The Goal of Life is to Understand Your Own Existence

Life, it seems, has a way of pushing us into a relentless pursuit of everything we want but not enough of what we need.

We do more of what is expected of us.

When Jean-Jacques Rousseau said, “Man is born free, and everywhere he is in chains,” he spoke to the idea that understanding one’s existence means recognising societal influences and constraints.

True freedom and self-understanding, he thought, come from breaking free from these chains and discovering the essence of your true being.

Philosopher Friedrich Nietzsche famously said, “Become who you are.” To understand your existence, you must go beyond societal norms and expectations.

Embrace both your conscious and sub-conscious self.

In our pursuit of a good life in the morning world, we are forced to disregard self-awareness and self-understanding.

But they are essential to real self-awakening.

Socrates, a foundational figure in Western philosophy, famously said, “Know thyself.” He also said, “The unexamined life is not worth living.”

He believed self-examination and introspection were essential for a virtuous and meaningful life. Understanding one’s own existence and values was central to his philosophical approach.

To know oneself is to understand one’s existence deeply. It’s a noble and fulfilling pursuit that adds depth and meaning to your life.

Understanding your existence means delving into your curiosities, fears, values, and place in the world.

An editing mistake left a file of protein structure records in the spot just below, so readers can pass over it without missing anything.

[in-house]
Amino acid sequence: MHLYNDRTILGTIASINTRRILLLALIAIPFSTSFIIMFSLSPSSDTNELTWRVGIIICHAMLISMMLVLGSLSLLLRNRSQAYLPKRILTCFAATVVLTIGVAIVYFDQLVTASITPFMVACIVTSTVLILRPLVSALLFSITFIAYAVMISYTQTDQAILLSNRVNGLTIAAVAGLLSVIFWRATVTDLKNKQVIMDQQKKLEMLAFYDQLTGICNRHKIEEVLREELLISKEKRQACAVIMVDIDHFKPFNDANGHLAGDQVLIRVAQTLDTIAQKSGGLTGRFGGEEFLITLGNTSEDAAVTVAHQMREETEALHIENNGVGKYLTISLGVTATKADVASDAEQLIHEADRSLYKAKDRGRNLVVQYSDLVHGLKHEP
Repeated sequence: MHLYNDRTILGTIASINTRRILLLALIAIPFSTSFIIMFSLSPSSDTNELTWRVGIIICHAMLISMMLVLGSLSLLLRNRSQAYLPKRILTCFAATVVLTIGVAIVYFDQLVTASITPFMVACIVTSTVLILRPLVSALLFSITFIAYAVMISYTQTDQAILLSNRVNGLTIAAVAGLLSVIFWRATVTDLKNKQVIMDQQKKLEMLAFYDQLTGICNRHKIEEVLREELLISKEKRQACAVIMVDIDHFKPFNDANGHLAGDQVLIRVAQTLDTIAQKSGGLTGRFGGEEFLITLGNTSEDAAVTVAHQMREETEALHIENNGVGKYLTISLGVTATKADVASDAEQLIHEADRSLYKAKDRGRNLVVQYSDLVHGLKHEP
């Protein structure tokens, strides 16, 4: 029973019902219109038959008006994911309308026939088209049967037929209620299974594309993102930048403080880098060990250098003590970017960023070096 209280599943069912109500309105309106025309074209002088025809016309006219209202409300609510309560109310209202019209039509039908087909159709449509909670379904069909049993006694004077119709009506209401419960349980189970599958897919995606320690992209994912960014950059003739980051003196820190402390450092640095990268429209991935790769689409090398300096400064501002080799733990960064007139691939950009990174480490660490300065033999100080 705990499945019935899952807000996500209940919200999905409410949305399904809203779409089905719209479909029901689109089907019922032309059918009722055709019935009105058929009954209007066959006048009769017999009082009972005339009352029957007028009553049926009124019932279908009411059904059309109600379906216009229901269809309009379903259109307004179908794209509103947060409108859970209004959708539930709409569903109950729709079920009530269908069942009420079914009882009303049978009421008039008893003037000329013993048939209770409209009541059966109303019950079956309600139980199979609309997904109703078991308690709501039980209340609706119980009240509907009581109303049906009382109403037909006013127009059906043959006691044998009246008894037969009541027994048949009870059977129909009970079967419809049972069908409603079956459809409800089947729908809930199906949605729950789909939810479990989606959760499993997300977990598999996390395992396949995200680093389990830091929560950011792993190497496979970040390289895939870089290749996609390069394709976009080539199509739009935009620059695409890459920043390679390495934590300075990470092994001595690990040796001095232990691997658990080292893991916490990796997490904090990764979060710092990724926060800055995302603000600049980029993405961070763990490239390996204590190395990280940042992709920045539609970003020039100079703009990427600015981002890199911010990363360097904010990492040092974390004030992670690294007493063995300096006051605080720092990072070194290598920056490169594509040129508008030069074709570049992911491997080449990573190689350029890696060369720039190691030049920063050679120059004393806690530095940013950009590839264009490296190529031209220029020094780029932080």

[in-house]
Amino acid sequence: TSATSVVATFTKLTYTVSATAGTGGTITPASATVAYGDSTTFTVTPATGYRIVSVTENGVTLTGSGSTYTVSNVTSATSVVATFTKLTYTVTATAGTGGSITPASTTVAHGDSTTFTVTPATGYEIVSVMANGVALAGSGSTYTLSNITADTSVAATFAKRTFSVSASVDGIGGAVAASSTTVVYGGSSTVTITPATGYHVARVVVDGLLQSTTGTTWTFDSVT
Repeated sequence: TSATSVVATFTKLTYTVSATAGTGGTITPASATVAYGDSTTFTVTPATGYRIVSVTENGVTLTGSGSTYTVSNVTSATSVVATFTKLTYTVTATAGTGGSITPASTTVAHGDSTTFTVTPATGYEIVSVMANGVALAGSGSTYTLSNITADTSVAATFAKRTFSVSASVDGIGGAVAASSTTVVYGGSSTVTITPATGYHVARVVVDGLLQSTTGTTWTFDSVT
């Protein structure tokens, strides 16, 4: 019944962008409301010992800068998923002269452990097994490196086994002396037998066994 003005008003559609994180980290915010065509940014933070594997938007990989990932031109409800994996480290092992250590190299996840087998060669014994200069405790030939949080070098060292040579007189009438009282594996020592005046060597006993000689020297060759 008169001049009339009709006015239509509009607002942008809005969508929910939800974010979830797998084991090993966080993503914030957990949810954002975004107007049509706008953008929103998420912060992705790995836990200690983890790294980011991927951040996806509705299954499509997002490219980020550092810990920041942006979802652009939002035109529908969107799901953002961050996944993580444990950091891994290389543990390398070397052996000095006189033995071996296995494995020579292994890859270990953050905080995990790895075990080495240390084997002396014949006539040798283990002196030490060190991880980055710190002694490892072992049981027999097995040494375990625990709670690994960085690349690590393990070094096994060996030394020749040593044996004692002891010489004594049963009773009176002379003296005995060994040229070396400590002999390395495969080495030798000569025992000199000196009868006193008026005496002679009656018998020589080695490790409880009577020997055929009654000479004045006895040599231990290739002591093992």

It’s about asking yourself big questions like, “Why do I do what I do?” and “What impact do I want to make?”

When you do this, you’re not just going through the motions of life; you’re actively shaping the trajectory of your life.

It’s also about acknowledging your flaws and vulnerabilities because they are essential to who you are.

Exploring who you are, why you’re here, and what your purpose holds the power to transform your life in ways you can’t even imagine.

You need self-understanding:

  • To live a more meaningful and fulfilling life based on your values and goals. It helps you make choices aligned with what is important to you.
  • To connect with others on a deeper level. And build stronger and more meaningful relationships.
  • To make sense of the world around you and feel more connected to it.

Everything changes when you know what you genuinely want from life. Self-awareness is like peeling back the layers of your consciousness. Each layer reveals a new facet of your existence, a deeper understanding of your motivations, fears, and aspirations.

Existentialist philosophers like Jean-Paul Sartre and Albert Camus emphasised the immense value of individual freedom and personal responsibility.

They argued that life gains meaning when we confront the absurdity of existence and make authentic choices. To do so, we must first understand our own existence and the inherent human condition.

Camus thought the only way to confront the absurdity of life is to immerse yourself in it. He suggested life’s meaning is discovered through active engagement and reflection.